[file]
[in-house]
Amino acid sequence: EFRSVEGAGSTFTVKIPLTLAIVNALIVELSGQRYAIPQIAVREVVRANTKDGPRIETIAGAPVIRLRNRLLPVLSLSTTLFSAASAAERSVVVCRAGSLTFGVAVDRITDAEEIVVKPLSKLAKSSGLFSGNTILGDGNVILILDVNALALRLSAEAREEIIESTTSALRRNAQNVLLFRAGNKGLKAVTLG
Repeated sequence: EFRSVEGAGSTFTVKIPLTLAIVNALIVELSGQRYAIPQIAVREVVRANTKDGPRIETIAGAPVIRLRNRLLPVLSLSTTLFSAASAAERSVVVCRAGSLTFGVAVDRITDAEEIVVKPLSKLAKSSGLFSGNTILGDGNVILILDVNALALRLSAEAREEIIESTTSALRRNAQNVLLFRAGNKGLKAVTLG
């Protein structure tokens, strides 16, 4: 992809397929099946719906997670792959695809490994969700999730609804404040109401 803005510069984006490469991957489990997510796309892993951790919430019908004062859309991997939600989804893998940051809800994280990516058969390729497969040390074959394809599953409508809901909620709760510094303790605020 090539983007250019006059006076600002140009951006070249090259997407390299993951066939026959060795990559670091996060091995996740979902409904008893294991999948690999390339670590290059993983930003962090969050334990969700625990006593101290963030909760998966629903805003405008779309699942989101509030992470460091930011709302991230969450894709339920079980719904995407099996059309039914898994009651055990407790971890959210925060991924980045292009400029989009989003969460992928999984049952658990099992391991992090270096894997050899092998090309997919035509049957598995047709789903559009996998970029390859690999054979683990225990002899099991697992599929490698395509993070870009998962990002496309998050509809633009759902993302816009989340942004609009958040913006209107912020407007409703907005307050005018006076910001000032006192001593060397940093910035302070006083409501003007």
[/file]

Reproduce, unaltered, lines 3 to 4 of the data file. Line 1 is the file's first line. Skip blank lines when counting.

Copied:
Repeated sequence: EFRSVEGAGSTFTVKIPLTLAIVNALIVELSGQRYAIPQIAVREVVRANTKDGPRIETIAGAPVIRLRNRLLPVLSLSTTLFSAASAAERSVVVCRAGSLTFGVAVDRITDAEEIVVKPLSKLAKSSGLFSGNTILGDGNVILILDVNALALRLSAEAREEIIESTTSALRRNAQNVLLFRAGNKGLKAVTLG
């Protein structure tokens, strides 16, 4: 992809397929099946719906997670792959695809490994969700999730609804404040109401 803005510069984006490469991957489990997510796309892993951790919430019908004062859309991997939600989804893998940051809800994280990516058969390729497969040390074959394809599953409508809901909620709760510094303790605020 090539983007250019006059006076600002140009951006070249090259997407390299993951066939026959060795990559670091996060091995996740979902409904008893294991999948690999390339670590290059993983930003962090969050334990969700625990006593101290963030909760998966629903805003405008779309699942989101509030992470460091930011709302991230969450894709339920079980719904995407099996059309039914898994009651055990407790971890959210925060991924980045292009400029989009989003969460992928999984049952658990099992391991992090270096894997050899092998090309997919035509049957598995047709789903559009996998970029390859690999054979683990225990002899099991697992599929490698395509993070870009998962990002496309998050509809633009759902993302816009989340942004609009958040913006209107912020407007409703907005307050005018006076910001000032006192001593060397940093910035302070006083409501003007």